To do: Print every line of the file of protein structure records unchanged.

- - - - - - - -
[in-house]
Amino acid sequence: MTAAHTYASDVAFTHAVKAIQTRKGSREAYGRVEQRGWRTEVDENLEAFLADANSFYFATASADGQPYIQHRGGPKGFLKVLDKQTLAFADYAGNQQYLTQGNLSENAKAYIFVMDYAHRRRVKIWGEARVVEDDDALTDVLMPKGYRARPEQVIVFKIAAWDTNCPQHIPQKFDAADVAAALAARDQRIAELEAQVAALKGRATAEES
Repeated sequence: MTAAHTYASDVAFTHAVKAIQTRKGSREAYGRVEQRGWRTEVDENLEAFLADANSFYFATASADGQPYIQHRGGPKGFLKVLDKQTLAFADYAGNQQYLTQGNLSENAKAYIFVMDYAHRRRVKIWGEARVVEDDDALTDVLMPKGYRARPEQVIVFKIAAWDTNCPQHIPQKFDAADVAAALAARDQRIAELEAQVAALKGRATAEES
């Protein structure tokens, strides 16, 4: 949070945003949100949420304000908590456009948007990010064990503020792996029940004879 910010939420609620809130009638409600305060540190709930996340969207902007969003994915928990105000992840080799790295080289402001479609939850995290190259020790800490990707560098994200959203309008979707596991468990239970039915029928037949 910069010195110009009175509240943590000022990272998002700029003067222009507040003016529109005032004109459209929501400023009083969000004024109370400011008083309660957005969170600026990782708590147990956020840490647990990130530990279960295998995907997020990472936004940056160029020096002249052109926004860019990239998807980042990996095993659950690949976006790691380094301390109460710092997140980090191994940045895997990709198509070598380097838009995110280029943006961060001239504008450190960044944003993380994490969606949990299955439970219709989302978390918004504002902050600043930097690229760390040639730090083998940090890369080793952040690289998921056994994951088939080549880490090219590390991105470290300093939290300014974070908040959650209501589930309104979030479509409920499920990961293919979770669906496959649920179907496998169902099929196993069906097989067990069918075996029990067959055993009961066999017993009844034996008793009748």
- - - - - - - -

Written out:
[in-house]
Amino acid sequence: MTAAHTYASDVAFTHAVKAIQTRKGSREAYGRVEQRGWRTEVDENLEAFLADANSFYFATASADGQPYIQHRGGPKGFLKVLDKQTLAFADYAGNQQYLTQGNLSENAKAYIFVMDYAHRRRVKIWGEARVVEDDDALTDVLMPKGYRARPEQVIVFKIAAWDTNCPQHIPQKFDAADVAAALAARDQRIAELEAQVAALKGRATAEES
Repeated sequence: MTAAHTYASDVAFTHAVKAIQTRKGSREAYGRVEQRGWRTEVDENLEAFLADANSFYFATASADGQPYIQHRGGPKGFLKVLDKQTLAFADYAGNQQYLTQGNLSENAKAYIFVMDYAHRRRVKIWGEARVVEDDDALTDVLMPKGYRARPEQVIVFKIAAWDTNCPQHIPQKFDAADVAAALAARDQRIAELEAQVAALKGRATAEES
């Protein structure tokens, strides 16, 4: 949070945003949100949420304000908590456009948007990010064990503020792996029940004879 910010939420609620809130009638409600305060540190709930996340969207902007969003994915928990105000992840080799790295080289402001479609939850995290190259020790800490990707560098994200959203309008979707596991468990239970039915029928037949 910069010195110009009175509240943590000022990272998002700029003067222009507040003016529109005032004109459209929501400023009083969000004024109370400011008083309660957005969170600026990782708590147990956020840490647990990130530990279960295998995907997020990472936004940056160029020096002249052109926004860019990239998807980042990996095993659950690949976006790691380094301390109460710092997140980090191994940045895997990709198509070598380097838009995110280029943006961060001239504008450190960044944003993380994490969606949990299955439970219709989302978390918004504002902050600043930097690229760390040639730090083998940090890369080793952040690289998921056994994951088939080549880490090219590390991105470290300093939290300014974070908040959650209501589930309104979030479509409920499920990961293919979770669906496959649920179907496998169902099929196993069906097989067990069918075996029990067959055993009961066999017993009844034996008793009748």